- The cost of long-term care varies by care setting. The average cost of a private room in a nursing home was $229 per day or $83,585 per year in 2010. Less than one-fifth of older people have the personal financial resources to live in a nursing home for more than three years and almost two-thirds cannot afford even one year. Medicare provides coverage in a skilled nursing facility to older and disabled patients for short time periods following hospitalization. Medicaid covers long-term care in certified facilities for qualifying low-income seniors. In 2006, Medicaid paid for 43 percent of long-term care.“Most of the long-term care provided to older people today comes from unpaid family members and friends,” noted Suzman. “Baby boomers had far fewer children than their parents. Combined with higher divorce rates and disrupted family structures, this will result in fewer family members to provide long-term care in the future. This will become more serious as people live longer with conditions such as cancer, heart disease and Alzheimer’s.”Other areas covered in the report include economic characteristics, geographic distribution, social and other characteristics.
The GAO has released a new report, Financial Characteristics of Approved Applicants and Methods Used to Reduce Assets to Qualify for Nursing Home Coverage. The highlights of the report summarize that from the "review of 294 approved Medicaid nursing home applications in three states showed that 41 percent of applicants had total resources—both countable and not countable as part of financial eligibility determination—of $2,500 or less and 14 percent had over $100,000 in total resources." Further, "[n]early 75 percent of applicants owned some noncountable resources, such as burial contracts; the median amount of noncountable resources was $12,530." The report reviews the methods of Medicaid eligibility and notes that the Medicaid workers thought bank statements to be the most helpful in determining an applicant's eligibility. A pdf of the report is available here.
Monday, June 30, 2014
According to a June 4, 2014 report from Economic Modeling Specialists Intl, or EMSI (a CareerBuilder company), titled Interactive Metro Map: Baby Boomers Gaining Jobs, Millennials Standing Pat, those Boomers are working away. The article states that "[t]he number of young workers aged 22-34 nationwide is basically unchanged since 2007, while the number of jobs for boomers (55-64) — fueled by mega population growth — has climbed 9% over that time..." The article is accompanied by very cool interactive maps. The report notes that the health care field is growing well for boomer jobs and, here is one that may surprise you "[c]omputer jobs grew 10 times faster for boomers than millennials..."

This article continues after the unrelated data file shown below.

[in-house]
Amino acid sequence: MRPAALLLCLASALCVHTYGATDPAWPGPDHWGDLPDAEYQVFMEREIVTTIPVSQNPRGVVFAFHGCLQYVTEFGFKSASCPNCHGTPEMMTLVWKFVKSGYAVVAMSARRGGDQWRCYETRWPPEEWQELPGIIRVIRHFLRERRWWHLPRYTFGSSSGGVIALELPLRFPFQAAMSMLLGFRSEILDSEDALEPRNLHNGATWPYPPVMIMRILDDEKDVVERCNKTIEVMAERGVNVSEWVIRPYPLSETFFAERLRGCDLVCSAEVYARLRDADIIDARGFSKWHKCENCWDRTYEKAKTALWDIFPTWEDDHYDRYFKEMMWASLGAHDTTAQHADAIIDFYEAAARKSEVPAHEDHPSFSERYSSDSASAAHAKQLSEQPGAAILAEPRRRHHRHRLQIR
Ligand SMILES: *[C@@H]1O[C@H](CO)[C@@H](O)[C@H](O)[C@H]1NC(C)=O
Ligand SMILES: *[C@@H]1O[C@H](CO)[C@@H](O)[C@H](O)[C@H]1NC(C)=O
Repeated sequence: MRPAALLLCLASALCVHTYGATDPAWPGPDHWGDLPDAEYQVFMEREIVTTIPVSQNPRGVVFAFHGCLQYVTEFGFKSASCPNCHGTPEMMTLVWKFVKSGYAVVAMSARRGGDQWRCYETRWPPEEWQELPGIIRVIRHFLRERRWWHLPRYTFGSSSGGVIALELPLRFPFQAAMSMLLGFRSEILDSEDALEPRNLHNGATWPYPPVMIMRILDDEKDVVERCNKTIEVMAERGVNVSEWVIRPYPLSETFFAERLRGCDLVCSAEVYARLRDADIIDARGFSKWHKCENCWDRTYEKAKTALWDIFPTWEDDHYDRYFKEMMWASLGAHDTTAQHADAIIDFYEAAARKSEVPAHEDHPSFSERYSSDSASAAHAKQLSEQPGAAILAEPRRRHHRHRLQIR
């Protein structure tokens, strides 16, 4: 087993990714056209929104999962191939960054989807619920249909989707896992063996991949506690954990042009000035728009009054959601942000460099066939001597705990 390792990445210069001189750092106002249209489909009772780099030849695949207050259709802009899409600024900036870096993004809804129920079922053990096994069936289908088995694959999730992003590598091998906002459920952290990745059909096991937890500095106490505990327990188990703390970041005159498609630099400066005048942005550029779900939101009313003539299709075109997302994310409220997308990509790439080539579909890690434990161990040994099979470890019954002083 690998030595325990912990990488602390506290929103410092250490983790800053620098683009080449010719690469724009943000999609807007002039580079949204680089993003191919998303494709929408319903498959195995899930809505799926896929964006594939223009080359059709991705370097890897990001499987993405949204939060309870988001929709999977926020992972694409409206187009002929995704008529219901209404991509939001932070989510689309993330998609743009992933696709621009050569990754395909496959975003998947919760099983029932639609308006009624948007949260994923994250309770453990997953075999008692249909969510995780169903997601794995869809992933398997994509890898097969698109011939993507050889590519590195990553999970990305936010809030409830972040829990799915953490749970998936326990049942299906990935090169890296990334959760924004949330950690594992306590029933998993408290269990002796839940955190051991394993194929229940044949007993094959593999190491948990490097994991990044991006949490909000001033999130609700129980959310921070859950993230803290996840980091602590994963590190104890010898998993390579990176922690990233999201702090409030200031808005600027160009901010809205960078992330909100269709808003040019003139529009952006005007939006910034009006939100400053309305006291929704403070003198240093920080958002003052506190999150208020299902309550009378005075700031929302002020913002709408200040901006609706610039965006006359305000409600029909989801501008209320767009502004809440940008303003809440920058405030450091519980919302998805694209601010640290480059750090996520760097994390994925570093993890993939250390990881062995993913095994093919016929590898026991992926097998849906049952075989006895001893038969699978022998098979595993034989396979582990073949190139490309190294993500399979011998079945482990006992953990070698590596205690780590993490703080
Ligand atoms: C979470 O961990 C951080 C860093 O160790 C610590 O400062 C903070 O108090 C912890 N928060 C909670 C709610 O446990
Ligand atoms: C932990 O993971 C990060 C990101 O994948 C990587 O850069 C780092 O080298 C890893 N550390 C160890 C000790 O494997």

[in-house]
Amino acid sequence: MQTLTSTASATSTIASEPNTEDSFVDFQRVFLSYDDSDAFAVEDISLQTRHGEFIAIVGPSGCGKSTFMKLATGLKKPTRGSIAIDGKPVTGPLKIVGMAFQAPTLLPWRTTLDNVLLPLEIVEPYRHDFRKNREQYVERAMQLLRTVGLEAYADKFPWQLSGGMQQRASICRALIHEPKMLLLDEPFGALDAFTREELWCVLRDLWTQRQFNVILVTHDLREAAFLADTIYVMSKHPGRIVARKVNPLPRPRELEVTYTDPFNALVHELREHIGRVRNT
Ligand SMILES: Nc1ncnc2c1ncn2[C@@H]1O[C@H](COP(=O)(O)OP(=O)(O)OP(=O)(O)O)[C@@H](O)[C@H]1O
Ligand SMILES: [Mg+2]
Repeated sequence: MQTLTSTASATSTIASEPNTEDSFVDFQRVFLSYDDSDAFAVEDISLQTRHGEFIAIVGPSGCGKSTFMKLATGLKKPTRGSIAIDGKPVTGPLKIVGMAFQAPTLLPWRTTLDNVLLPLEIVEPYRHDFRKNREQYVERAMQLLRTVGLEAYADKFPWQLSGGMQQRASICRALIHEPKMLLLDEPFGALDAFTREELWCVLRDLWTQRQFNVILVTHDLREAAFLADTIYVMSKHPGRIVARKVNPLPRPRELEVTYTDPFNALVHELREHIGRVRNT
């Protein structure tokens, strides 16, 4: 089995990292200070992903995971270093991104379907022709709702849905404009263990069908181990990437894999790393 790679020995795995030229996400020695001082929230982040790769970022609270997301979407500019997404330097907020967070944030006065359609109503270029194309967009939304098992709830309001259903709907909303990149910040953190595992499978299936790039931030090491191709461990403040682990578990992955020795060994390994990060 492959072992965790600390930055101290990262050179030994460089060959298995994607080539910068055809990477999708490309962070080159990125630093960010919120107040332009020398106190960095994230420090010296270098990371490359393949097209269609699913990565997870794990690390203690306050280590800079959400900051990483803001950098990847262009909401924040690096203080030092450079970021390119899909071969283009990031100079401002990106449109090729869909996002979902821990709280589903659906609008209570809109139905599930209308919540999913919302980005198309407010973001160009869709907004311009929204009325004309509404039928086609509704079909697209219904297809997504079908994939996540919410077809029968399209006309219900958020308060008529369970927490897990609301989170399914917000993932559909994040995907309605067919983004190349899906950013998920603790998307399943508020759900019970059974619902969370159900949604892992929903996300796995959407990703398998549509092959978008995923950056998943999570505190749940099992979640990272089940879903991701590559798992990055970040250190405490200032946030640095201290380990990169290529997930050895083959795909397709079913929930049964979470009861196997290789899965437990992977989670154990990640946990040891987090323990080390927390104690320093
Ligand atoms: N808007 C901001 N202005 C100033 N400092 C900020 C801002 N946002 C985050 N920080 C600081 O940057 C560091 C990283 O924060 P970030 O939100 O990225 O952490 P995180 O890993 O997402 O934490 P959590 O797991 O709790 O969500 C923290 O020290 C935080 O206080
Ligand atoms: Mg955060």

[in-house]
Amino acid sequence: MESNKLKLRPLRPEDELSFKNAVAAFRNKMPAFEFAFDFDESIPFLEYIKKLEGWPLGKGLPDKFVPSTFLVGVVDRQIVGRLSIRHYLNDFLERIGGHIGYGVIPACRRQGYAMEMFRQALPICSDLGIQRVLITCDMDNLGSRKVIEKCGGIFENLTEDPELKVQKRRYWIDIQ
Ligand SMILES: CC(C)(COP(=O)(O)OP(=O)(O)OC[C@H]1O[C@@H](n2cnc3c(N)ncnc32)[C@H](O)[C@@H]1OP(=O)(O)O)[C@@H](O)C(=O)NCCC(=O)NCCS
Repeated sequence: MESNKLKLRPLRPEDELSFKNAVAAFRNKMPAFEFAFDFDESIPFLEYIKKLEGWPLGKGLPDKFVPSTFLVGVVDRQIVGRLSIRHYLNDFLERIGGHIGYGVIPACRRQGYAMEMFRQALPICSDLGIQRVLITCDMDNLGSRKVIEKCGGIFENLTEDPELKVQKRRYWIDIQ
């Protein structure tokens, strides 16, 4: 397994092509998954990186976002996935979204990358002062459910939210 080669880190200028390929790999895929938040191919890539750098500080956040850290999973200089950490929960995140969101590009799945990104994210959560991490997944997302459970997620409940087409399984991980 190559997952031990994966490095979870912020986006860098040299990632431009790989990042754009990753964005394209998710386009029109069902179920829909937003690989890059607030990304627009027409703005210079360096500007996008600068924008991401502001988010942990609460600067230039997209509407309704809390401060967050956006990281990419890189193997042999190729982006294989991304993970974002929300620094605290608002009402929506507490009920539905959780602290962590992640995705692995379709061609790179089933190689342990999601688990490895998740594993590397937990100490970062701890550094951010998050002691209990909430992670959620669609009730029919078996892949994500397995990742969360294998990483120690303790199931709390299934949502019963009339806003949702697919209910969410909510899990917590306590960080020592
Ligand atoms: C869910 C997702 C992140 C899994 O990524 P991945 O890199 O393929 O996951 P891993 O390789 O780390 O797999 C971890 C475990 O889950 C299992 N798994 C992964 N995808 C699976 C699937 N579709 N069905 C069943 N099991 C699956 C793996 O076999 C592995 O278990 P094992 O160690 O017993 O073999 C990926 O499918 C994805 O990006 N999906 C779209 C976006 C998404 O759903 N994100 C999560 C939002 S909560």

The report does address the reasons behind the discrepancies for these two groups. Of course, we can suggest the sheer number of baby boomers are the cause, but it isn't that simple
The decline of millennial jobs and upswing of baby boomers in the workforce can be explained, at least in part, by demographic and behavioral factors. As our colleagues at CareerBuilder noted, the population of 55 and older Americans has grown 20% since 2007 — four times as fast as prime-working age millennials (ages 25-34). The same 55-and-over age group is the only to increase its labor force participation rate and employment-to-population ratio over that time.
Friday, June 27, 2014
The National Guardianship Network (NGN) in collaboration with the American Bar Association Commission on Law & Aging, has announced the release of their new publication, WINGS Tips: State Replication Guide for Working Interdisciplinary Networks of Guardianship Stakeholders. The publication may be downloaded as a pdf from the ABA website here. The accompanying description explains the publication's importance
Working Interdisciplinary Networks of Guardianship Stakeholders (WINGS) are broad-based, collaborative working groups that drive changes that affect the ways courts and guardians practice, and improve the lives of people who have or may need guardians.
This publication, produced by the Commission on behalf of the National Guardianship Network, highlights the hallmarks of successful WINGS groups and outlines ten steps for launching and maintaining your own WINGS program.
For those of you unfamiliar with NGN, their website explains it "is a collaborative group of national organizations dedicated to effective adult guardianship law and practice. First convened in 2002, the National Guardianship Network has played a leadership role in advancing guardianship standards, best practices and education."
Tuesday, June 24, 2014
The U.S. Department of Health and Human Services’ Administration for Community Living (ACL) is proud to announce the release of a new online learning tool: Building Respect for LGBT Older Adults. The tool is designed to increase awareness of the issues faced by lesbian, gay, bisexual, and transgender (LGBT) individuals living in long term care (LTC) facilities.